Termination of contract is when a contract has come to an end. There are a number of ways by which termination can occur:
- Termination by agreement: the parties to the contract may agree to terminate the contract at any time, either by mutual consent or by incorporating a termination clause into the contract.
- Termination by performance: the contract may come to an end when both parties have fulfilled their obligations under the contract. This is often referred to as discharge by performance.
- Termination due to breach: the aggrieved party may terminate a contract for breach if the contractual terms confer such a right or, under the common law, when there was a breach of an essential term, a sufficiently serious breach of an intermediate term or repudiation.
Essential terms of a contract, also known as conditions, are terms of such importance that a party would not have entered into the contract unless they had been assured of a strict or a substantial performance of this term, and this is made known to the other party (Tramways Advertising Pty Ltd v Luna Park (NSW) Ltd). The test of essentiality of a clause depends on the intention of the parties when the contract is executed, and this intention may be evidenced either by express or implied terms in the contract.
An intermediate term is a non-essential term of the contract. To give rise to the right of termination, a breach of a non-essential term must affect the fundamental purpose of the contract and cause substantial loss to the aggrieved party.
Repudiation is the clear demonstration by one party to another of their inability or unwillingness to perform their obligations under a contract. The repudiating party, who is unwilling and unable to perform a contractual obligation, must deprive the aggrieved party of substantially the whole of the benefit of which they would have received if the repudiating party had performed its side of the bargain.
- Termination by frustration: if an unpredictable event that is beyond the control of the parties occur and make it impossible for the parties to fulfill their obligations under the contract, the contract may be terminated due to frustration. This can occur, for example, if a natural disaster destroys the subject matter of the contract.
- Termination by operation of law: in some cases, a contract may be terminated by operation of law. This can occur if, for example, the subject matter of the contract becomes illegal.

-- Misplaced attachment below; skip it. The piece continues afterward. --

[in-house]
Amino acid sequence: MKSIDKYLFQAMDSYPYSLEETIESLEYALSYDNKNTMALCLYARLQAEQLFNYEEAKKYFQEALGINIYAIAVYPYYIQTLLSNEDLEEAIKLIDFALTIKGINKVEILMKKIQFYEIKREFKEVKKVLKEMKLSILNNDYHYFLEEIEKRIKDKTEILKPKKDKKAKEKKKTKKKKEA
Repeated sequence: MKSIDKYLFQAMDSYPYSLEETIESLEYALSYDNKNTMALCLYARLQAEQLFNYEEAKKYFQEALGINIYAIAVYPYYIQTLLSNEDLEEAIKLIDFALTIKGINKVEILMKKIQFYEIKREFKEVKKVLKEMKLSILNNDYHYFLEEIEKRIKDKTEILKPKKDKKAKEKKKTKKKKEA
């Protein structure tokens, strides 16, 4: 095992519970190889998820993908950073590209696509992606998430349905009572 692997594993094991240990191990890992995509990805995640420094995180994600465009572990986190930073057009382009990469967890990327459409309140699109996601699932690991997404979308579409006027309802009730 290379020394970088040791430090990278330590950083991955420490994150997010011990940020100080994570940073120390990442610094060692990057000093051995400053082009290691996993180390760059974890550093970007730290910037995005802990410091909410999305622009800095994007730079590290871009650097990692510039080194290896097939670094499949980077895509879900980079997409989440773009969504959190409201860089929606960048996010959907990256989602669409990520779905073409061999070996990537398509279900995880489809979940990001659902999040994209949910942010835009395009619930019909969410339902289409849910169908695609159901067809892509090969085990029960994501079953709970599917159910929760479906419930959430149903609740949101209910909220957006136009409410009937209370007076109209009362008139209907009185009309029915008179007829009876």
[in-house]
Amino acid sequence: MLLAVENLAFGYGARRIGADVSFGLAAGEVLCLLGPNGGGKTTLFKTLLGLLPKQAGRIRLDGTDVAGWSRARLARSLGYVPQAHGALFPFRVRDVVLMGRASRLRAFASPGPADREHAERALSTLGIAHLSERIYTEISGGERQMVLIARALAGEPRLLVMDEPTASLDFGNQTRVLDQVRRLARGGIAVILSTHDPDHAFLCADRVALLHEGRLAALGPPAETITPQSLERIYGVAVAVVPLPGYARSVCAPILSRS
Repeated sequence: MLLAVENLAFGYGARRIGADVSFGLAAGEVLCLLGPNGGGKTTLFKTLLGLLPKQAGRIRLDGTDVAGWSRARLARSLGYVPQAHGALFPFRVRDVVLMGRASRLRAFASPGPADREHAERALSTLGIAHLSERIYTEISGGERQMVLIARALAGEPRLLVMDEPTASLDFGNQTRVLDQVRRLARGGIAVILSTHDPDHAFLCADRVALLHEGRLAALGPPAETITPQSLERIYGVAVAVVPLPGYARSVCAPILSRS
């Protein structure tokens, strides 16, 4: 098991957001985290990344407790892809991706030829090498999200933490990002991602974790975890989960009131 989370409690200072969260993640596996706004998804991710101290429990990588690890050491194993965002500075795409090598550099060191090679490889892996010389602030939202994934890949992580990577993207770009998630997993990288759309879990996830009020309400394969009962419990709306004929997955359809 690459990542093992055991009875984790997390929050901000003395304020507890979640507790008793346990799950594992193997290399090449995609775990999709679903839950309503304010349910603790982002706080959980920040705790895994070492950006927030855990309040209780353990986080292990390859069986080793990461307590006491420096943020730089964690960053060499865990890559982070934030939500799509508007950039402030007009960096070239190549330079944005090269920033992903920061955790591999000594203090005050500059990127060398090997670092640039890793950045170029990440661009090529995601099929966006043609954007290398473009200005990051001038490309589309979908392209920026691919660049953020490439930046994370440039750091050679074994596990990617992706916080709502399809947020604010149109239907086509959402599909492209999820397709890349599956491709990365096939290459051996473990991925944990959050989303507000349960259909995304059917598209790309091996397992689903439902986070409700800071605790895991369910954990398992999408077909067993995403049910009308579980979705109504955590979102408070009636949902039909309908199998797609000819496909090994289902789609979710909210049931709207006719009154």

When a party becomes entitled to terminate a contract because of breach or some other intervening factor, it is confronted with a decision legally classed as ‘election’, where the aggrieved party has the options to either affirm the contract or terminate it. The decision to affirm or terminate the contract is irrevocable and irreversible.
If a party elects to affirm, the contract remains in force and all rights and obligations remain binding. The party then loses the right to terminate for the particular cause.
If the party elects to terminate, this is effective and all requirements for further performance are waived. However, previous rights remain recoverable.
The following remedies are available following a breach of a contract:
- Damages: this is the most common remedy for breach of contract. Damages are a monetary award designed to compensate the non-breaching party for any losses suffered as a result of the breach. The purpose of damages is to put the non-breaching party in the same position they would have been in had the contract been performed as agreed.
- Specific performance: this remedy requires the breaching party to perform their obligations under the contract as agreed. Specific performance is typically available in situations where the subject matter of the contract is unique, such as in cases involving real estate or rare goods.
- Injunction: this remedy is a court order which prevents a party from persisting on the breach. This remedy is typically available when monetary damages are insufficient to address the harm caused by the breach of contract.
- Rescission: an equitable remedy which allows a party to a contract to elect, upon the other’s breach, to terminate the contract and be restored to the position they were in before the contract was entered into. This remedy is valid only where it is possible for parties to be properly restored to their original position.